Tuesday, November 22, 2005

Grilled Banana

Wanna know what made the Beatles so goddamned untouchable in 1965? Huh? Wanna?

'Cos even the throwaway tunes, what they called the "work songs," the written-to-order knockoffs, had these amazing little bits and pieces that still even now sound perfectly artificed, brilliantly contrived, conjured out of gossamer by some musical god made flesh, daring, challenging, perfectly strange and strangely perfect.

Take this slick little honey of a tune: "You're Going to Lose That Girl." (Edit: Link streams the tune in a new window; read and listen!)

Lyrically, we're clearly in Young Lennon Country, pre-Yoko, a place where women are possessions to be fought over, won and lost, and all men potential rivals. In a way, it's a mirror piece to "She Loves You"; this time the news being delivered from one man to another is a warning not an affirmation. Lennon's rough voice, fattened by double-tracking, alternates with mocking echoes from the other two singers (Paul high, George low), sounding slightly menacing, aggrieved. He goes high into head voice on the word "lose," foreshadowing the Amazing Moment to come.

Harmonically, it's pretty interesting in the early stages. We're going E-G#-F#min-B7 in the verse (I-iii-ii-V7), with only one chord changing in the chorus: The G#min becomes a C#min, changing the progression to a more classic I-vi-ii-V7. It's that F# minor that interests us here, first because it's a substitute for the subdominant A (use A major instead of F# minor and the chorus becomes the simplest doo-wop progression, which the Beatles scrupulously eschewed until they parodied it in "Happiness Is a Warm Gun") -- but also because it will act as a pedal point for the utterly wonderful key change that begins the middle eight. That's the BeatleMoment in this tune, the little detail that rose these guys over any of their contemporaries and will be the reason people listen to them two hundred years from now.

I mentioned Lennon going high on the word "lose"; the second time he does this, it triggers the sparkling key change, pivoting on the F# minor to an ambiguous D major chord, which turns out, after a moment of utterly delicious tension, to be the dominant of the new key, G. I've raved about it before, and no doubt will continue to bore people with it until I shuffle off this Strawberry Field, but when you assemble your song and lyrics so that the most important word in the song -- in this case "lose" -- is also the pivot-point for a key change as unspeakably deft as this one... Well.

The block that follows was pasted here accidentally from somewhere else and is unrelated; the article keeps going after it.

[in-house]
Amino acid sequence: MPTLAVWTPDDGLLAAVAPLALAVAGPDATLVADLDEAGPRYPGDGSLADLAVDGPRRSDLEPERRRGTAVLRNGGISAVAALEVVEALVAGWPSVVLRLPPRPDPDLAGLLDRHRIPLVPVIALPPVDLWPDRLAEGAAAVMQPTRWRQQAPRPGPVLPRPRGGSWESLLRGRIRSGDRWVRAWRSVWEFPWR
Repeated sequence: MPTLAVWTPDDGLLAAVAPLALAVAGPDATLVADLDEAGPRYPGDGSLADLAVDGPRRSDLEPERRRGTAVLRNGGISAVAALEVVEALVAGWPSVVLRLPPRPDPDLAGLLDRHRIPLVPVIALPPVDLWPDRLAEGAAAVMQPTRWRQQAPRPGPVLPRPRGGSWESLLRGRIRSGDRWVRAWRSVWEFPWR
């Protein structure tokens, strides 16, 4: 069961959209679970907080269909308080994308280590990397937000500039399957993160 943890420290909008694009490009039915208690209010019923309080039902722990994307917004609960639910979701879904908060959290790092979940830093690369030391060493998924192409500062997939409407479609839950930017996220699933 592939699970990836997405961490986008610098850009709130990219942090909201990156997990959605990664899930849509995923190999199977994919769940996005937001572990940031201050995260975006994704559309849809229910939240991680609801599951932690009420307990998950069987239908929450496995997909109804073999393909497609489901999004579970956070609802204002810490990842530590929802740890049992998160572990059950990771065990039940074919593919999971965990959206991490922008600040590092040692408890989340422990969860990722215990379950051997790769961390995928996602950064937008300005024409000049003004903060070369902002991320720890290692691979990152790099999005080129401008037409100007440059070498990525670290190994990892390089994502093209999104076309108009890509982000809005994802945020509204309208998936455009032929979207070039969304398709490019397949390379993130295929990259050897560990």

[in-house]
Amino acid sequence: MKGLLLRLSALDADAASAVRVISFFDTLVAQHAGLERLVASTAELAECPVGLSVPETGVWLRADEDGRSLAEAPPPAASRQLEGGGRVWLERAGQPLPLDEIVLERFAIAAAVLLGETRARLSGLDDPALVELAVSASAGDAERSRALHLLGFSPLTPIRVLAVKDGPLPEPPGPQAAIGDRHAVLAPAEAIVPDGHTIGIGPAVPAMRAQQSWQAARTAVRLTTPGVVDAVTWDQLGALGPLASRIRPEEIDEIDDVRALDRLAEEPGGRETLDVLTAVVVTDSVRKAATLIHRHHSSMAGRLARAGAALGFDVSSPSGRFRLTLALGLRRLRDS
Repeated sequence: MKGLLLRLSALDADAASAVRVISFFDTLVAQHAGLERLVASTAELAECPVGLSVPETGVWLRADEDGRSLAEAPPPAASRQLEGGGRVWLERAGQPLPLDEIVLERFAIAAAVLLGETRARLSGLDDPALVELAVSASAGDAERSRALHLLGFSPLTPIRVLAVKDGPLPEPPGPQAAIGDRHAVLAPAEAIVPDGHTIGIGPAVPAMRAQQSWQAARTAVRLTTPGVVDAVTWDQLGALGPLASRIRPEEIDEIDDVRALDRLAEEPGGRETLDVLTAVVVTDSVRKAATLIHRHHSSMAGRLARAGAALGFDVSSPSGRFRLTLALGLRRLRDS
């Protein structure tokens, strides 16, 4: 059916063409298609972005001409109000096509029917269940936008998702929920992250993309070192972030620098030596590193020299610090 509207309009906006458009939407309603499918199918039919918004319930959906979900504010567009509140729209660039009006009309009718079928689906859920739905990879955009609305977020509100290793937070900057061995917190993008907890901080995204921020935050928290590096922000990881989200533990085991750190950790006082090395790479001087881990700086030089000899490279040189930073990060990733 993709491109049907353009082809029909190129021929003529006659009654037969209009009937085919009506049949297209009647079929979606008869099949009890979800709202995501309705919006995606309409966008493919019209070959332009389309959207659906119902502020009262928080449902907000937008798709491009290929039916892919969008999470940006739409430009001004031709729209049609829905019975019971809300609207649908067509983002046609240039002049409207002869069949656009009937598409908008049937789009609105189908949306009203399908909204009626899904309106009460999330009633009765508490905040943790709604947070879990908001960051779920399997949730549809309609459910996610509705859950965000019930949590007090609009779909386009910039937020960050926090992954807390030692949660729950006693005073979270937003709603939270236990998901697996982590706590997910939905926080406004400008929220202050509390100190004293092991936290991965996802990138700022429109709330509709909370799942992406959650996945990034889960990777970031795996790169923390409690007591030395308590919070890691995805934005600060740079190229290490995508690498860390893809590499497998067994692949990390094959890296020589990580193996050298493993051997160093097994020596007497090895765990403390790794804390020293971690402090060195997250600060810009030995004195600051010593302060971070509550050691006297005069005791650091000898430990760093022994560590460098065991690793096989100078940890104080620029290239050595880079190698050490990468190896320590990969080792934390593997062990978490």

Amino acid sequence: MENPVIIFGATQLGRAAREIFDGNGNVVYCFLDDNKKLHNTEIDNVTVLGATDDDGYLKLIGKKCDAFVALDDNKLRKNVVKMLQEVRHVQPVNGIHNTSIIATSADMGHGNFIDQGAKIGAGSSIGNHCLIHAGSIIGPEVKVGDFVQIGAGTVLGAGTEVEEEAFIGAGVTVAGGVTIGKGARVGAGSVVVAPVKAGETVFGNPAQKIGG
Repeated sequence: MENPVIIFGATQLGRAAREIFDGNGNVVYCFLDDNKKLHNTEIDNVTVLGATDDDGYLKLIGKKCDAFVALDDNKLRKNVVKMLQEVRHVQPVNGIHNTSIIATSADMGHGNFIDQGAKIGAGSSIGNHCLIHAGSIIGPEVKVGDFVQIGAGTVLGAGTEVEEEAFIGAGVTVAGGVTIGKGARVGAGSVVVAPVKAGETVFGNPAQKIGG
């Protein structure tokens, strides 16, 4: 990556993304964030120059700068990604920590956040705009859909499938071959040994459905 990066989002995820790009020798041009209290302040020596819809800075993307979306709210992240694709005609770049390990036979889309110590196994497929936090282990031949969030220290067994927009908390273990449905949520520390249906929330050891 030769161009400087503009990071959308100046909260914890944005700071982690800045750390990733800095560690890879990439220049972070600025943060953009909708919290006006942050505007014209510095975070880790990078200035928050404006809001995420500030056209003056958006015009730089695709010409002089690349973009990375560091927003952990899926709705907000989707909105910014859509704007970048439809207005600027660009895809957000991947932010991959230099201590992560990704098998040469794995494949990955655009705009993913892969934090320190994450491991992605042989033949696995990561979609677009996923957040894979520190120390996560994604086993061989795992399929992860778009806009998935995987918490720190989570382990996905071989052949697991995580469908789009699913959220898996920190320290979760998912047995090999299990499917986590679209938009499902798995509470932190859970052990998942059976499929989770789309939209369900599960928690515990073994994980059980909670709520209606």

That, my friends, is songcraft.

But it goes on. Notice the vocal texture change in the middle eight: Instead of the derisive call-and-response of the main body of the song, we get block harmonies, gang singing. And what's the difference lyrically in the middle eight? Our hero has gone from warning his friend that if he's not careful his girl will leave him, to "I'll make a point/Of taking her away from you!" Now it becomes plain: The girl ain't just leaving; he's taking her. So why wouldn't he want, at this point, to be backed up by his gang singing along with him? The point at which his aggressive intentions are revealed, he recruits a solid group to do his talking.

And getting back to E! Oh, my god! Getting back to E! "The way you treat her, what else can I dooooo?" He visits a third key, C, for the sole purpose of introducing that F (C's subdominant) under "dooooo," which slides unctuously, viscously, like a grilled banana into a bucket of corn syrup, one half step back to the home key. Unnnnnnnggghhhhh....

Help! has been unfairly stigmatized as a transitional album. Well, OK, certainly transitional it is, but in so many ways it's a high-water mark as well: It's Lennon/McCartney at the height of their powers as the sort of commercial tunesmiths who could knock out a guaranteed pop hit pretty much without breaking a sweat. By this point in their careers, they had the unutterable luxury of being able to regard something as sparkly and shiny and streamlined and novel as the middle eight key-change in "You're Going to Lose That Girl" as a knockoff, a commodity, a deliverable, to use the au courant word. They would go on from here to their period of experimentation and the resulting gradual dissipation; never again would they be as effortless as this.

Historical Authenticity Dept.: Check out the terrible, horrible, no-good ski-boots George is wearing in this pic:

Do you think that perhaps your legs might be a tad sore after a day spent with them chopping relentlesly at your anklebone? Now: When did the sport of skiing really take off as something people other than International Playboys did in Gstaad? I put it to you, ladies and gentlemen of the jury, that those boots, completely lacking in calf support and thus affording absolutely no control over either pitch or yaw of the ski, kept the sport of skiing in the Stem-Christie Doldrums until the Lange company introduced the high-backed boot in the early Seventies, bringing on the era of Avalement, making possible the elegant and graceful bump-skiing we practice today. How do I know this? I learned to ski in boots exactly like the ones George is wearing in this pic, and I remember as clear as yesterday the terror I felt of the slightest bump or irregularity in the piste. After I got me a pair of high-backed Lange boots about 1974, the difference in my skiing was unimaginable -- I hopped over moguls like a little puff-coated Slinky. As world-changing in their way as the short surfboard or the jack-rabbit-ball, those Lange boots. When did people start Hot-Dog Skiing? 1974, yessir. All in the boots.